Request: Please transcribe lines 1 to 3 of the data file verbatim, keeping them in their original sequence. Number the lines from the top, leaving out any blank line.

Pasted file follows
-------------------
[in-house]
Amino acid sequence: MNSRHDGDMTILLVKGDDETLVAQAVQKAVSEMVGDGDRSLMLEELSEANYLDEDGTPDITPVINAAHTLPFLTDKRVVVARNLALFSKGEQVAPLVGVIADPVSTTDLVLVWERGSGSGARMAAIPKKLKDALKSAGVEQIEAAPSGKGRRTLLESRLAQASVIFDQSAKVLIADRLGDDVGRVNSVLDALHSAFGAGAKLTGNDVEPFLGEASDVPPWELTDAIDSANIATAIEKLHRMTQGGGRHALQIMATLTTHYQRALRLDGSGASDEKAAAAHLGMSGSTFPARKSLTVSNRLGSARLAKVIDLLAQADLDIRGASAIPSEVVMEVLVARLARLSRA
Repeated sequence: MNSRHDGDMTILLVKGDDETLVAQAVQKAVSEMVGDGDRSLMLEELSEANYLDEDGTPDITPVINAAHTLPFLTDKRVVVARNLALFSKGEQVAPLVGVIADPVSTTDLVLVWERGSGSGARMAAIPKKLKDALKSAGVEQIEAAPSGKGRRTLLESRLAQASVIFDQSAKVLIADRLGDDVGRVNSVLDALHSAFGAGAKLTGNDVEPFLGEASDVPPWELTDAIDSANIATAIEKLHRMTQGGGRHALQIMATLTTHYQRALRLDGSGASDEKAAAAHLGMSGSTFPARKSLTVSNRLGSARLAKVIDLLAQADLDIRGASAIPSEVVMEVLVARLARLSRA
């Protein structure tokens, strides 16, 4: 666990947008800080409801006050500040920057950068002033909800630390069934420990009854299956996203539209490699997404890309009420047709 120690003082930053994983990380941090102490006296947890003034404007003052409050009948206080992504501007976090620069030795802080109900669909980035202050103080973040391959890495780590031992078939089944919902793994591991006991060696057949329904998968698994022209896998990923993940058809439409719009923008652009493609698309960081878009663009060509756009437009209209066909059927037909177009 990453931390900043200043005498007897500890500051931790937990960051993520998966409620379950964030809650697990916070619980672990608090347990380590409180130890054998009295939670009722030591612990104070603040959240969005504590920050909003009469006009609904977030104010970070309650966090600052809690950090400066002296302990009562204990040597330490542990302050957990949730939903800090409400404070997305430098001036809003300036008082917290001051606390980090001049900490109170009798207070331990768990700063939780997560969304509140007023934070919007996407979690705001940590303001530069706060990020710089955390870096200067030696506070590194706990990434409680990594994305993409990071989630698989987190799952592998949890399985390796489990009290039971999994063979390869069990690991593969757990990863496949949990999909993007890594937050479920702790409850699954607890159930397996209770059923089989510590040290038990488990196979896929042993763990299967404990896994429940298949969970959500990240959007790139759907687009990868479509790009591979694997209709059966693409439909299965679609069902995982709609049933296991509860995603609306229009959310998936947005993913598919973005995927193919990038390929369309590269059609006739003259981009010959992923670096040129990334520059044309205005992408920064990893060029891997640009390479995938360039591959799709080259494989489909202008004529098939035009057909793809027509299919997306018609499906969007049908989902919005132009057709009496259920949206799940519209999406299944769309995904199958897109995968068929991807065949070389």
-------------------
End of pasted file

[in-house]
Amino acid sequence: MNSRHDGDMTILLVKGDDETLVAQAVQKAVSEMVGDGDRSLMLEELSEANYLDEDGTPDITPVINAAHTLPFLTDKRVVVARNLALFSKGEQVAPLVGVIADPVSTTDLVLVWERGSGSGARMAAIPKKLKDALKSAGVEQIEAAPSGKGRRTLLESRLAQASVIFDQSAKVLIADRLGDDVGRVNSVLDALHSAFGAGAKLTGNDVEPFLGEASDVPPWELTDAIDSANIATAIEKLHRMTQGGGRHALQIMATLTTHYQRALRLDGSGASDEKAAAAHLGMSGSTFPARKSLTVSNRLGSARLAKVIDLLAQADLDIRGASAIPSEVVMEVLVARLARLSRA
Repeated sequence: MNSRHDGDMTILLVKGDDETLVAQAVQKAVSEMVGDGDRSLMLEELSEANYLDEDGTPDITPVINAAHTLPFLTDKRVVVARNLALFSKGEQVAPLVGVIADPVSTTDLVLVWERGSGSGARMAAIPKKLKDALKSAGVEQIEAAPSGKGRRTLLESRLAQASVIFDQSAKVLIADRLGDDVGRVNSVLDALHSAFGAGAKLTGNDVEPFLGEASDVPPWELTDAIDSANIATAIEKLHRMTQGGGRHALQIMATLTTHYQRALRLDGSGASDEKAAAAHLGMSGSTFPARKSLTVSNRLGSARLAKVIDLLAQADLDIRGASAIPSEVVMEVLVARLARLSRA